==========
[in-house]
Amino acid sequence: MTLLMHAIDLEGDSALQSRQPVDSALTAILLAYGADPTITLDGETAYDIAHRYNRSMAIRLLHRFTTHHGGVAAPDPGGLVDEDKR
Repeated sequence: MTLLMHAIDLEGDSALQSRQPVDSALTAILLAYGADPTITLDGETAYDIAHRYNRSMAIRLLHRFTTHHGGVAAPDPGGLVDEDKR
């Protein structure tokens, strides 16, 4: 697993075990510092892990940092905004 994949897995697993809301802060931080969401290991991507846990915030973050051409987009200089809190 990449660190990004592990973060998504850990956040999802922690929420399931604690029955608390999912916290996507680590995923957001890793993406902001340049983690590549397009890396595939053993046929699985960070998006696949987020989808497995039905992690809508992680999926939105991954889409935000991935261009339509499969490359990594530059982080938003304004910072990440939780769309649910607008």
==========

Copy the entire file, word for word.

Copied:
[in-house]
Amino acid sequence: MTLLMHAIDLEGDSALQSRQPVDSALTAILLAYGADPTITLDGETAYDIAHRYNRSMAIRLLHRFTTHHGGVAAPDPGGLVDEDKR
Repeated sequence: MTLLMHAIDLEGDSALQSRQPVDSALTAILLAYGADPTITLDGETAYDIAHRYNRSMAIRLLHRFTTHHGGVAAPDPGGLVDEDKR
């Protein structure tokens, strides 16, 4: 697993075990510092892990940092905004 994949897995697993809301802060931080969401290991991507846990915030973050051409987009200089809190 990449660190990004592990973060998504850990956040999802922690929420399931604690029955608390999912916290996507680590995923957001890793993406902001340049983690590549397009890396595939053993046929699985960070998006696949987020989808497995039905992690809508992680999926939105991954889409935000991935261009339509499969490359990594530059982080938003304004910072990440939780769309649910607008």